✅ Support hand-marked paper ballots for all voters able to mark by hand, and well-maintained ballot-marking devices (BMDs) for voters with disabilities.
✅ Make sure that ballot-marking devices can print ballots - but don't count them (non-tabulating ballot marking devices.) Remember that if a voting machine can mark your ballot and count your ballot - it doesn't need you - it can vote on it's own!
✅ Voters with disabilities have a right to vote privately, independently and securely. There are ballot-marking devices that do that, like this one from Hart called the Verity Touch Writer. It has the ability to print a paper ballot for voters with disabilities that is identical to a hand-marked paper ballot, preserving the secrecy of the voter's choices.
✅ There are also systems to help voters with disabilities vote-by-mail, like this system from Five Cedars. There is no need for all voters to use ballot-marking devices to vote.
⛔ Reject risky “hybrid” all-in-one voting machines:
ES&S ExpressVote XL
Dominion Image Cast Evolution (ICE)
Express Vote Hybrid
⛔ Reject touch screen voting machines:
ES&S Express Vote
⛔ Reject counting votes with barcodes:
Scanners that are used to count hand-marked paper ballots, can also be hacked - but hand-marked paper ballots can be checked with an audit, and if the scanners have been hacked, or made an error, it can be detected.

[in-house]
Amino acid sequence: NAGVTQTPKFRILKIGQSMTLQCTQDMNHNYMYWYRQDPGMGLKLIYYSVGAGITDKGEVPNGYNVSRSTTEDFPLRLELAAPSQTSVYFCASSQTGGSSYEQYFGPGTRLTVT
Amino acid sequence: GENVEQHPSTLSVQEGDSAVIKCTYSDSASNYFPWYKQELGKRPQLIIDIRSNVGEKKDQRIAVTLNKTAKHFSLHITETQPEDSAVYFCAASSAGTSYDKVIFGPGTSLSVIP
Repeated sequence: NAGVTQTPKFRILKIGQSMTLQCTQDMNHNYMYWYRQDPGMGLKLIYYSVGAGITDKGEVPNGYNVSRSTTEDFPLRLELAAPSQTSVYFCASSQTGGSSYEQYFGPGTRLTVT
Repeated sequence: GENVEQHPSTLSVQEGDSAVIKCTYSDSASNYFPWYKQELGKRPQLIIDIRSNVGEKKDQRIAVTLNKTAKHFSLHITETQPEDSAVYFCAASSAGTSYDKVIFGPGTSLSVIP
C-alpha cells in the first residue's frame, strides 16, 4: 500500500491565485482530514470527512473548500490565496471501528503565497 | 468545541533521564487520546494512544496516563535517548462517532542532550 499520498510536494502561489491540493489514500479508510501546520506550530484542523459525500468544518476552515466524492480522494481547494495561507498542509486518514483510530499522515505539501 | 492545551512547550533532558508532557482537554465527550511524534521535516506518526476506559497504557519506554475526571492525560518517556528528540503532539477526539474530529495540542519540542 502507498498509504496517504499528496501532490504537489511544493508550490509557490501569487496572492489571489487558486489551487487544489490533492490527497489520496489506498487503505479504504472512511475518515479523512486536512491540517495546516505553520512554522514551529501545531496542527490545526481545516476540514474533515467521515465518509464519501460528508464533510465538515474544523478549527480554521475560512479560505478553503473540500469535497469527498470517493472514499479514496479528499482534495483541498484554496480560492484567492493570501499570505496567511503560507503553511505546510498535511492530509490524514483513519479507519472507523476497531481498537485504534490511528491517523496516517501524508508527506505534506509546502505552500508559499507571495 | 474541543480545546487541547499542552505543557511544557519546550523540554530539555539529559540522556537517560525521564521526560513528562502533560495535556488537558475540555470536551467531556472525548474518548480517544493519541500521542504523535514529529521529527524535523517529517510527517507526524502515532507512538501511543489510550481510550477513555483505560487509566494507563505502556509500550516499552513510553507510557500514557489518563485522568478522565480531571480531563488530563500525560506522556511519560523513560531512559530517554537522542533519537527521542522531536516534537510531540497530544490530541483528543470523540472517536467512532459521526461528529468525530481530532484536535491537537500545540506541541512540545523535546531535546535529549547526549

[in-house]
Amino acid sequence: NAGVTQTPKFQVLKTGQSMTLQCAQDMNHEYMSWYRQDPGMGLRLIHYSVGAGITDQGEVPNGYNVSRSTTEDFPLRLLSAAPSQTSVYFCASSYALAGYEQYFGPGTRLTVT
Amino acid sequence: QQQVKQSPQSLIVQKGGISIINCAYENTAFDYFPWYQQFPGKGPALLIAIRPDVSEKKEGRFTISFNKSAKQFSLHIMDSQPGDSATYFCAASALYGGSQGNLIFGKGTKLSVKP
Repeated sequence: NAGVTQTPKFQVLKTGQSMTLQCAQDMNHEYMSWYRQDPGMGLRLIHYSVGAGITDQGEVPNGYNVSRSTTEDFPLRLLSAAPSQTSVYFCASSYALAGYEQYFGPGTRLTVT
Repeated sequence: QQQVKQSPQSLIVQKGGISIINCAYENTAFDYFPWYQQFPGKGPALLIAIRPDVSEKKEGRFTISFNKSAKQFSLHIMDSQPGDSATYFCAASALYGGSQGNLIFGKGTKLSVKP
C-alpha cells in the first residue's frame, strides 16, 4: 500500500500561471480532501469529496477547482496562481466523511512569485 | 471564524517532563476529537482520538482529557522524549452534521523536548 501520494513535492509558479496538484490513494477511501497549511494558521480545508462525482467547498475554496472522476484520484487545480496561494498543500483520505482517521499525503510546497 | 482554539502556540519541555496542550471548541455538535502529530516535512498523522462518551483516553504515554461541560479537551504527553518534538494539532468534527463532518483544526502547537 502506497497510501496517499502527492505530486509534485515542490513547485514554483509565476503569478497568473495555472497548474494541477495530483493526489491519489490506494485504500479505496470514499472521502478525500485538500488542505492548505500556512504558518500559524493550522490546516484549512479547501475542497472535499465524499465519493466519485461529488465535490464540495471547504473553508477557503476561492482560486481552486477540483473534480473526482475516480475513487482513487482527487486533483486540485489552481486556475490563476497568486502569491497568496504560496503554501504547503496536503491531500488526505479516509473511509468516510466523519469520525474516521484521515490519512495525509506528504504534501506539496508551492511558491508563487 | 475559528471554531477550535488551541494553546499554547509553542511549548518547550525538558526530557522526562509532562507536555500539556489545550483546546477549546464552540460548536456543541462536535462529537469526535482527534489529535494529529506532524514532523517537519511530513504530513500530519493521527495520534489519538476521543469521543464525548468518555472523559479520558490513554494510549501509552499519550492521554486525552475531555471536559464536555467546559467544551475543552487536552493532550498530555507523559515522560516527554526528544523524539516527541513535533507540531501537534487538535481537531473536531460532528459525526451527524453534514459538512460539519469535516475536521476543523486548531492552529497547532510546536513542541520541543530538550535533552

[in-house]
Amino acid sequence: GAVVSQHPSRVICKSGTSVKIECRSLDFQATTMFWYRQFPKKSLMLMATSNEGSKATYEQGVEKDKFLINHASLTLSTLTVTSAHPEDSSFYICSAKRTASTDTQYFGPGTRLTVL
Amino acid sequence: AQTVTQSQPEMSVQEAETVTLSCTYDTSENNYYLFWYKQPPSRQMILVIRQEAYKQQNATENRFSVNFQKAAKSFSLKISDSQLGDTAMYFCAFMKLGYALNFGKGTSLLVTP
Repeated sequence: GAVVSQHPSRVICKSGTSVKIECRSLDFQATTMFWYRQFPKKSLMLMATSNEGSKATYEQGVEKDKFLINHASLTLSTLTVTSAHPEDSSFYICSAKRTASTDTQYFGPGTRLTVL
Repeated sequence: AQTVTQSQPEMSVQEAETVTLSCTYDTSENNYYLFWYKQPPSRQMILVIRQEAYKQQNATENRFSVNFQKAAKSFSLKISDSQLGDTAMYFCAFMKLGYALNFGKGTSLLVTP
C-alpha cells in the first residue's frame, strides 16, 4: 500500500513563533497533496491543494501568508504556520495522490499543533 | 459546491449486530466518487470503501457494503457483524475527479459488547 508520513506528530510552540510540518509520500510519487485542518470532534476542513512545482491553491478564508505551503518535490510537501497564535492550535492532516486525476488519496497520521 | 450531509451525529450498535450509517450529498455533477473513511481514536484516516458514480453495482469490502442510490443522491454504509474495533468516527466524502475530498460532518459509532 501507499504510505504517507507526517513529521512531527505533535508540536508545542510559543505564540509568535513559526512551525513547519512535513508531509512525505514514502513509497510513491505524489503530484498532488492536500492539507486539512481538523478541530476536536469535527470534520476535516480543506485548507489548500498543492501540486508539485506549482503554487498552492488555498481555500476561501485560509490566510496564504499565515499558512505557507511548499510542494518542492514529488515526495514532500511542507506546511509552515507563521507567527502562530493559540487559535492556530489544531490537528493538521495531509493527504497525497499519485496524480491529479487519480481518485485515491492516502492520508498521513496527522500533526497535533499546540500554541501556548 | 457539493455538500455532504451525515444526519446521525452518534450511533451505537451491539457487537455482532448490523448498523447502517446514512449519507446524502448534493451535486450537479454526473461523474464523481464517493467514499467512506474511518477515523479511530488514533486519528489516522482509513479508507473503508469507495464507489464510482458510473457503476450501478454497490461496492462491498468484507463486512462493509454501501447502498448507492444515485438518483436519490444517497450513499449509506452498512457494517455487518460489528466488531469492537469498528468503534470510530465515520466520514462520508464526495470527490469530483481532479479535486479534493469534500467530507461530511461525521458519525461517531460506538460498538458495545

When the paper ballot is printed by a machine, the machine may change the votes on the paper ballot, so the election can no longer be audited meaningfully. Those paper ballots can be counted - but there can never be full confidence that the results are correct.
Security experts recommend hand-marked paper ballots (for all voters able to mark by hand), strong chain of custody, and a robust public post-election audit - either a risk-limiting audit or a full hand-count audit - prior to certification. This system give full confidence that the results truly reflect the will of the voters.
Photo here is of a full hand-count audit in Columbia County, New York
Multiple studies have shown that hand-marked paper ballot systems are two to three times less expensive for jurisdictions than ballot-marking devices. In this actual bid from a vendor, a hand-marked paper ballot system for the state of Georgia is estimated to cost approximately 25 million, but ballot-marking devices for use by most voters is estimated at over 100 million with maintenance costs. (bid courtesy of VoterGA.)
Touchscreen machines create longer lines than hand-marked paper ballots because each voter must vote at the terminal, as voters pile up. With hand-marked paper ballots, most voters can mark their ballot simultaneously and then quickly feed the ballots into a scanner or secure ballot box. Los Angeles County is a good example of how touch screen systems create long lines. In the first election with their new 280 million dollar touchscreen system, lines were estimated at two hours long.
(photo by Reed Saxon AP.)
Security experts recommend hand-marked paper ballots for most voters, and non-tabulating ballot-marking devices (BMD’s) for voters with disabilities. Hand-marked paper ballot systems are more secure, less expensive and faster for voters to use.
Some “hybrid” voting machines merge a scanner and a BMD printer into the same path. Security experts say these hybrids can be hacked to add fake votes to paper ballots, and they do not recommend them.
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